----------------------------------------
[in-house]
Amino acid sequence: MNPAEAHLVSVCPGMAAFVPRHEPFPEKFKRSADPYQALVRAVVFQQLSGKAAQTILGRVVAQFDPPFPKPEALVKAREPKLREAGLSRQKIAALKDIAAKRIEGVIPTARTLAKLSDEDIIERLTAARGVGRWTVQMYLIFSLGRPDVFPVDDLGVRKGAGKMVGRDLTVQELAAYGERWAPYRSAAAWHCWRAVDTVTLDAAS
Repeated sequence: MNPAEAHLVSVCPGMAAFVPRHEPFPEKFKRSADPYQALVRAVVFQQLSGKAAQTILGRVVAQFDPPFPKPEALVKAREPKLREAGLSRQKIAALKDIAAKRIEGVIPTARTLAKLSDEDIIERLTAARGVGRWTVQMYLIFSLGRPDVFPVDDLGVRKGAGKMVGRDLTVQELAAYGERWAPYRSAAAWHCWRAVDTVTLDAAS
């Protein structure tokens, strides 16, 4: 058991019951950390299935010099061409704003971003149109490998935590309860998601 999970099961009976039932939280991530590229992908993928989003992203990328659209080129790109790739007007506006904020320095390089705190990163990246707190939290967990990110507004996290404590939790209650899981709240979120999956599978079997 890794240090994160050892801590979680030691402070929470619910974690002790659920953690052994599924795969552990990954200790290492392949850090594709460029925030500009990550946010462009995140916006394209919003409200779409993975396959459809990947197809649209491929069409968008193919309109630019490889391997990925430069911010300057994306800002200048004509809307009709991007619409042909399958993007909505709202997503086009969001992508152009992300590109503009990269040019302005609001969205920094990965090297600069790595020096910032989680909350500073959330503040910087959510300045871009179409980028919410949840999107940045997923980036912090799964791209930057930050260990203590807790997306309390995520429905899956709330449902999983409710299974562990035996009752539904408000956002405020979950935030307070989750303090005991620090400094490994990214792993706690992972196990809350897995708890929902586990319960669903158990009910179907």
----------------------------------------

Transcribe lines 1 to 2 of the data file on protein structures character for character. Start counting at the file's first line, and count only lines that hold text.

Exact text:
[in-house]
Amino acid sequence: MNPAEAHLVSVCPGMAAFVPRHEPFPEKFKRSADPYQALVRAVVFQQLSGKAAQTILGRVVAQFDPPFPKPEALVKAREPKLREAGLSRQKIAALKDIAAKRIEGVIPTARTLAKLSDEDIIERLTAARGVGRWTVQMYLIFSLGRPDVFPVDDLGVRKGAGKMVGRDLTVQELAAYGERWAPYRSAAAWHCWRAVDTVTLDAAS